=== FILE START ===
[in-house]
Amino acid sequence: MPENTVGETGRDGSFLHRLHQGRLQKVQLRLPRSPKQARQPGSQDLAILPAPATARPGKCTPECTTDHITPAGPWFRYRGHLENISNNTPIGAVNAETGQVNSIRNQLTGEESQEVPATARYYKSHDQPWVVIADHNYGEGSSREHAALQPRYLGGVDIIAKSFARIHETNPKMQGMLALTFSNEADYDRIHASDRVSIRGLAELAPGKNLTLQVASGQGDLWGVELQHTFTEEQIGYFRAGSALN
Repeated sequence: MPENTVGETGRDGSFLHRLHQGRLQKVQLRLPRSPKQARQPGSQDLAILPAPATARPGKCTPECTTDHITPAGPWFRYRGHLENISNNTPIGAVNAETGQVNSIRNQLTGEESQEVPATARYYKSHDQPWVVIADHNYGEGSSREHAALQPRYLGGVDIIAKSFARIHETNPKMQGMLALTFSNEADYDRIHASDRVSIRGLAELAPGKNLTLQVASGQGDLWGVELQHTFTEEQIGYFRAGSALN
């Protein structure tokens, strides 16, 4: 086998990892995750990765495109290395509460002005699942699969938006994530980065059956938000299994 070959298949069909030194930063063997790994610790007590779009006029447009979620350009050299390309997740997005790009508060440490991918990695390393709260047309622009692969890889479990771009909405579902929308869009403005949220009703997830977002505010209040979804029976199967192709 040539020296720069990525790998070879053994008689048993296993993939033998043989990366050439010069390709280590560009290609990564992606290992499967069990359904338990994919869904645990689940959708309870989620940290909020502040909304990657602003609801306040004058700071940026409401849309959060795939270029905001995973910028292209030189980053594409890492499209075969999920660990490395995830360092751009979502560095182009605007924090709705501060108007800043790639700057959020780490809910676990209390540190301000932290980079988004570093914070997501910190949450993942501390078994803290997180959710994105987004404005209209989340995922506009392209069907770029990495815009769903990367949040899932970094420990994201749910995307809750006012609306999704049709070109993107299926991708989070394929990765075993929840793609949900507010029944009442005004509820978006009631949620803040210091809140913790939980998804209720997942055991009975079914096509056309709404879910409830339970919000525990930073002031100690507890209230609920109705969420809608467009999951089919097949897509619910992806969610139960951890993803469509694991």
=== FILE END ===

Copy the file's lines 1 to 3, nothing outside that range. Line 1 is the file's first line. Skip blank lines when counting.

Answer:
[in-house]
Amino acid sequence: MPENTVGETGRDGSFLHRLHQGRLQKVQLRLPRSPKQARQPGSQDLAILPAPATARPGKCTPECTTDHITPAGPWFRYRGHLENISNNTPIGAVNAETGQVNSIRNQLTGEESQEVPATARYYKSHDQPWVVIADHNYGEGSSREHAALQPRYLGGVDIIAKSFARIHETNPKMQGMLALTFSNEADYDRIHASDRVSIRGLAELAPGKNLTLQVASGQGDLWGVELQHTFTEEQIGYFRAGSALN
Repeated sequence: MPENTVGETGRDGSFLHRLHQGRLQKVQLRLPRSPKQARQPGSQDLAILPAPATARPGKCTPECTTDHITPAGPWFRYRGHLENISNNTPIGAVNAETGQVNSIRNQLTGEESQEVPATARYYKSHDQPWVVIADHNYGEGSSREHAALQPRYLGGVDIIAKSFARIHETNPKMQGMLALTFSNEADYDRIHASDRVSIRGLAELAPGKNLTLQVASGQGDLWGVELQHTFTEEQIGYFRAGSALN